Pond soil instead of garden soil? - The Planted Tank Forum
 
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post #1 of 5 (permalink) Old 05-19-2012, 08:12 PM Thread Starter
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Pond soil instead of garden soil?

So I am deciding to use soil on the bottom topped with Petco black aquarium sand for my 5 gallon planted shrimp tank. I chose the black because it would make seeing the shrimp easier and the dirt is to have better plant growth and less CO2 injection. I'm currently having hair algae problems in my old tank and so wanted to try CO2 injection in this tank with dirt. I'm basically going with the Walstad method since I'm a student and don't want to maintain the tank too much. Had anyone tried taking soil or muck at the bottom from a pond and using that instead of garden soil? Would it be better since it is already in or closer to a decomposing state? My only concern is foreign parasites and other harmful things that may be in that pond. It's a school pond that has gold fish and turtles in it. Any thoughts? Thanks

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post #2 of 5 (permalink) Old 05-19-2012, 09:06 PM
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Are you talking about using actual soil from an outdoor natural pond, or commercial "pond soil"? Whats at the bottom of an actual pond could be filled with all sorts of crap that I would never want in my aquarium, particularly with shrimp. Shrimp are very sensitive to water conditions and any ammonia that leeches from soil.

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Would it be better since it is already in or closer to a decomposing state?
No, that would make it worse

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post #3 of 5 (permalink) Old 05-19-2012, 09:15 PM Thread Starter
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I was talking about a real man-made pond exposed to the weather. So if that real stuff was bad, should I just go with soil that I can get from under grass it should I buy garden soil from somewhere like Home Depot?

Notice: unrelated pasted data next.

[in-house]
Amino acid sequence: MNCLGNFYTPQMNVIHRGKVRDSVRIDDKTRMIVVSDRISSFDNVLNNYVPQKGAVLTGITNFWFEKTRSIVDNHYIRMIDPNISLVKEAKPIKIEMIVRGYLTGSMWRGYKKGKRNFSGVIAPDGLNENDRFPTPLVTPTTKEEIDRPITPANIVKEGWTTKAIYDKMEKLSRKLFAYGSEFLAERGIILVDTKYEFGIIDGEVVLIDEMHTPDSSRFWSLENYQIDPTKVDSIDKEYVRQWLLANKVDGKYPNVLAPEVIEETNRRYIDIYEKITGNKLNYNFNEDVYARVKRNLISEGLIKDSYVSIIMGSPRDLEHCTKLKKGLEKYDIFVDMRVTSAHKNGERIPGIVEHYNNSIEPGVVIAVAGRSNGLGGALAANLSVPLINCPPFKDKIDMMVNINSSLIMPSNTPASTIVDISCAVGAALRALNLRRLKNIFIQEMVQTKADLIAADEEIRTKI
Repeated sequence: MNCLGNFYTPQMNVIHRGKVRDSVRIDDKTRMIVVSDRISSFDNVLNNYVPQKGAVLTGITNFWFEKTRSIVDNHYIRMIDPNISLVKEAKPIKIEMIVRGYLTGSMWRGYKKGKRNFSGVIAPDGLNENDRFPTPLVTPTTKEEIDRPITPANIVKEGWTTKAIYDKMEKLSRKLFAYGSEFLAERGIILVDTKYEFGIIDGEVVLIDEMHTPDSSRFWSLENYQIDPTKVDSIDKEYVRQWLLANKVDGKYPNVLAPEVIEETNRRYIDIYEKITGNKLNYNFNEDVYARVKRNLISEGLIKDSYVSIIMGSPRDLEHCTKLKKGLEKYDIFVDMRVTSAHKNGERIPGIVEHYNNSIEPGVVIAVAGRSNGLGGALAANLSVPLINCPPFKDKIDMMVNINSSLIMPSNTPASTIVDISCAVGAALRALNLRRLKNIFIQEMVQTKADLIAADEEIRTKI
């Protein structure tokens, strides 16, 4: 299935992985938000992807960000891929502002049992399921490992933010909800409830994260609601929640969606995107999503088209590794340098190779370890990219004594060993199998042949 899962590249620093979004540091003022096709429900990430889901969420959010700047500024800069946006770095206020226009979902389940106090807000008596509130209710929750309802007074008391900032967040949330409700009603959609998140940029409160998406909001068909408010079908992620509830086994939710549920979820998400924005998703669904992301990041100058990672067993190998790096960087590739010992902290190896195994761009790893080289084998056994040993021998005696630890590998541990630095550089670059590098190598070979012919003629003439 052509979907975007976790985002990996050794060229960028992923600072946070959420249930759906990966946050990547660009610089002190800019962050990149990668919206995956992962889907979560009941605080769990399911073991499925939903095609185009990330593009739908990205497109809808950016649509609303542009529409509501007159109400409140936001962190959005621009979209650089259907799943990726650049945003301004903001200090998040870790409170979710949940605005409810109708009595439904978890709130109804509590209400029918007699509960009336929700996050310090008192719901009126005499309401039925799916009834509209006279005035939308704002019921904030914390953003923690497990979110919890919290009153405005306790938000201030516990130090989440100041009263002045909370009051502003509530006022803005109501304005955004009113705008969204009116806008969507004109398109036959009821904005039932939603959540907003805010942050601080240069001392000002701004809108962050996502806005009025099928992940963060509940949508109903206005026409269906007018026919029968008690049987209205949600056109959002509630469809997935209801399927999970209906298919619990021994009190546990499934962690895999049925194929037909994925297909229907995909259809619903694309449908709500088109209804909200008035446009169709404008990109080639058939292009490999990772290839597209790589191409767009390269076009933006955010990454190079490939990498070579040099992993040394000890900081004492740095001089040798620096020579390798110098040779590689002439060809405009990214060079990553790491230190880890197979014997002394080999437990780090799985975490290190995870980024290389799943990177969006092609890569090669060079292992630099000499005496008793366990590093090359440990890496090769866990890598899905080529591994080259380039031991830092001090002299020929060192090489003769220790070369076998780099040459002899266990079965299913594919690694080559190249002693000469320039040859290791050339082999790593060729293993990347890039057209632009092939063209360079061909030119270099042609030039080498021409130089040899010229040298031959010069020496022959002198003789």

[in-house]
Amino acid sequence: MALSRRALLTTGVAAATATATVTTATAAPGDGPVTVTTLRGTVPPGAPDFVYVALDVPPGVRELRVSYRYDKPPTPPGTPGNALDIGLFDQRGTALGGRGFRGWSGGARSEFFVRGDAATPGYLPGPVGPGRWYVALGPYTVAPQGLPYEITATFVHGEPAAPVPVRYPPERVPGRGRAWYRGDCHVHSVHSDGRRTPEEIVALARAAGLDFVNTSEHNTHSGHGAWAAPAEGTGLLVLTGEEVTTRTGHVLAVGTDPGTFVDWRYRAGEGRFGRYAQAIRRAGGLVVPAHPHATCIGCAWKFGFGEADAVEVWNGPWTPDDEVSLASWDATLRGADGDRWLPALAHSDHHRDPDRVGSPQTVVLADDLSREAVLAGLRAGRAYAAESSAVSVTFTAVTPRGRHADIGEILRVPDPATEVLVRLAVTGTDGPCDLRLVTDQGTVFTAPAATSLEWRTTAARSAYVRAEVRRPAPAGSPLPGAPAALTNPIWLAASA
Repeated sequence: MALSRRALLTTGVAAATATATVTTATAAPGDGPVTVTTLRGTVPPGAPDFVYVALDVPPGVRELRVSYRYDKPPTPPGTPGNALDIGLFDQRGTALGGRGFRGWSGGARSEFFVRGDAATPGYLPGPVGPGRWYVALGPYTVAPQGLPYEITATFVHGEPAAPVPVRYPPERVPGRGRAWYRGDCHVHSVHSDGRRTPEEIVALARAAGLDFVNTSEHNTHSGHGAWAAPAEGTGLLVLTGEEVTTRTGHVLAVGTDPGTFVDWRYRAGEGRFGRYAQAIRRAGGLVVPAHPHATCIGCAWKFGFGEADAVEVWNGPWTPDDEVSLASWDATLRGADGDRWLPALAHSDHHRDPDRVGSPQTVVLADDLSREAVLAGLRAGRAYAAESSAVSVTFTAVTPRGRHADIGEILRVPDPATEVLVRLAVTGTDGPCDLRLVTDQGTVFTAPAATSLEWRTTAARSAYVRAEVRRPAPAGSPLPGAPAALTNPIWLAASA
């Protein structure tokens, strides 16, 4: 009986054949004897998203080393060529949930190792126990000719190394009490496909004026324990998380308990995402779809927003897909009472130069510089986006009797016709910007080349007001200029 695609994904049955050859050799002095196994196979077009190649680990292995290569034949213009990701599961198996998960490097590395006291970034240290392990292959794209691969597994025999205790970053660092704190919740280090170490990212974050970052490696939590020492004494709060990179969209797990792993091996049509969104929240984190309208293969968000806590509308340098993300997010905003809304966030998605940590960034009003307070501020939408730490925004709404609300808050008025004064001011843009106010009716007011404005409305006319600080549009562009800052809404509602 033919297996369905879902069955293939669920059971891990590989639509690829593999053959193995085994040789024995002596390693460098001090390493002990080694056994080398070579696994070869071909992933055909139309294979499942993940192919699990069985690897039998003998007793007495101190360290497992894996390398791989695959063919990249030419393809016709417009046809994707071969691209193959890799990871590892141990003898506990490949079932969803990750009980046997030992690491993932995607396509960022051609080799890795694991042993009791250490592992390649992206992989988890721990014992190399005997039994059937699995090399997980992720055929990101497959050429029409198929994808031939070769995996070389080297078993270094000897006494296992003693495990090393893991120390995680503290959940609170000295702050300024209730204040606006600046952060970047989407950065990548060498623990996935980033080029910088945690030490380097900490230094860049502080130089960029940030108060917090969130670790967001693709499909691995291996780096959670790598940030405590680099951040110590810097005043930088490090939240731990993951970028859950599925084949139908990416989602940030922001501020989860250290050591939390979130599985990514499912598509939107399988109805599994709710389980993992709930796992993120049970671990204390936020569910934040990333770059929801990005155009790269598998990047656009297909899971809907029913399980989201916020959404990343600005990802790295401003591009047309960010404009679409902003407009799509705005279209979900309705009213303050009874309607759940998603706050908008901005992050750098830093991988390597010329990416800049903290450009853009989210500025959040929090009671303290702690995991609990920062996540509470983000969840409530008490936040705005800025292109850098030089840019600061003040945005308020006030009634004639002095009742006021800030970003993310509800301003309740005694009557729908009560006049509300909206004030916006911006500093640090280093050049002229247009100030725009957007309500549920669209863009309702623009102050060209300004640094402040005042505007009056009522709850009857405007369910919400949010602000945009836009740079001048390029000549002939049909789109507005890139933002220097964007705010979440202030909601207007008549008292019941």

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post #4 of 5 (permalink) Old 05-19-2012, 11:40 PM
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Given that it has currently Goldfish and turtles I would avoid this material from the point of view of possible pathogens.

If you dug up some garden soil that would be a better choice (if your garden soil would work in an aquarium) because it will not be exposed to water based organisms. If it comes from an active growing area dig deep enough that it does not have too much organic matter in it, or sift it so the larger particles are removed. Soil from under a lawn is suspect because of all the chemicals that may have been used on the lawn. If you have been in charge of it and you know for sure it is clean, then OK. A better choice might be some back corner of the garden under some bushes where nobody ever sprays anything, and any fertilizer has long been used by the plants.

Soil from a bag is usually good, if you get the right one.
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post #5 of 5 (permalink) Old 05-20-2012, 12:42 AM
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For a 5 gallon tank I don't see a good reason not to use a commercial substrate. The cost would be low, and something like ADA Aquasoil is very fertile and well proven. It is for big tanks that using dirt makes economic good sense.

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